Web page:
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“Love Always Trusts”

A Short Commentary On 1 Corinthians 13:7[b]

by Dr. Eitan Bar
2 minutes read

The Greek term translated as “trusts” is “pisteuō,” often used in the New Testament to denote belief or faith. In the context of Paul’s message, this concept emphasizes not a naive or blind trust but a choice to always see at least some potential for good in others and to have faith in them even when evidence suggests otherwise. It involves giving others the benefit of the doubt and believing in their capacity for growth and redemption, no matter how badly they have fallen in life.

In the early Christian community at Corinth, trust might have been hard to come by, with divisions and competitive behavior fracturing the church. Paul’s call to “always trust” was a directive to strive for unity and coherence through a shared belief in each member’s potential to contribute positively to the community. This instruction was not just about interpersonal relationships but also about fostering a culture of trust that could strengthen the communal bonds necessary for a thriving church.

This teaching reflects how Jesus interacted with those around him. Jesus demonstrated trust in the potential of his disciples despite their frequent misunderstandings and failures. He entrusted them with his teachings and, ultimately, the mission to build the church and spread the gospel after his resurrection. Even when Peter denied him, Jesus later reaffirmed Peter, showing a profound trust in his ability to lead despite his earlier betrayal. Choosing to trust means choosing to forgive and move on. In Jesus’ eyes, Peter wasn’t a traitor but a cornerstone upon which the church would be built (Matthew 16:18)!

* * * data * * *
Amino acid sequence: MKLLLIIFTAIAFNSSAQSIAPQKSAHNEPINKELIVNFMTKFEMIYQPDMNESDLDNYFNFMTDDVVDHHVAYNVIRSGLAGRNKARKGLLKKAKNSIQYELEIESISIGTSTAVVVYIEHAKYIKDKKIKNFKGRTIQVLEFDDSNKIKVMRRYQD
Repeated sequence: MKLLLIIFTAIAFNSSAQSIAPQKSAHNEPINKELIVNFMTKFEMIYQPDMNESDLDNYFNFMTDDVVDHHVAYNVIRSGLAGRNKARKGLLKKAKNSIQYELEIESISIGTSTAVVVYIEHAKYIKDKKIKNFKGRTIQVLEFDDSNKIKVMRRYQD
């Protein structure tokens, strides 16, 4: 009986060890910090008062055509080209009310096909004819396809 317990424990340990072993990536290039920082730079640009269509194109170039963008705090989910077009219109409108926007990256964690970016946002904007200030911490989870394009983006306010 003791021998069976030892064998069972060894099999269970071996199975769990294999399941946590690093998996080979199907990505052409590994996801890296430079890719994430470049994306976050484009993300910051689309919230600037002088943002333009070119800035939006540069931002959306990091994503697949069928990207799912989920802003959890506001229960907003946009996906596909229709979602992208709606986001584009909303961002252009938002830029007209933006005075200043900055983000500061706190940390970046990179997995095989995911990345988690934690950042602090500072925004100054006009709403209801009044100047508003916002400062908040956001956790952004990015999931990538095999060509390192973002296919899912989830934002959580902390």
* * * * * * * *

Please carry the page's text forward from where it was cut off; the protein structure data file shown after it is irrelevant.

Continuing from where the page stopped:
Love challenges us to cultivate relationships characterized by faith in one another’s intentions and capabilities. This approach to trust is particularly significant in a world where cynicism often prevails. Choosing to trust—even partially—can help break down barriers of suspicion and foster environments where open communication and genuine collaboration are possible.

Applying this in everyday life means choosing to believe the best about people rather than assuming or jumping to negative conclusions. It means cultivating empathy and the ability to see others’ perspectives. It involves supporting loved ones in their endeavors, offering encouragement instead of skepticism, and working to rebuild trust where it has been damaged. This doesn’t mean ignoring reality or failing to recognize when trust is broken but rather committing to a posture of restoration and hope in relationships.

Ultimately, “love always trusts” is about affirming the worth and reliability of others, inspiring them to live up to the trust we place in them. This active, hopeful trust can transform personal interactions and build stronger, more resilient communities, reflecting the trusting nature of Jesus’ love for humanity.

Consider the scenario of someone released from prison. Instead of perpetually viewing them through the lens of their past crimes, embodying “love always trusts” encourages us to see them as individuals capable of change and growth. By supporting their reintegration and trusting in their ability to reform, we not only help in their personal transformation but also contribute to the societal shift towards a more forgiving and inclusive community.

Moreover, when extended to the justice system, the influence of kindness and sacrifice turns the focus to rehabilitation rather than retribution, emphasizing society’s commitment to recovery and reintegration. Thus, these acts not only serve as practical applications of love but also as spiritual disciplines that elevate both the individual and the community, aligning human actions with the noble ideals of God’s kingdom.

This article is from my book, “The Theology of Love: Christianity’s Most Underrated Doctrine.

The Theology of Love

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Dr. Eitan Bar
Author, Theologian, Activist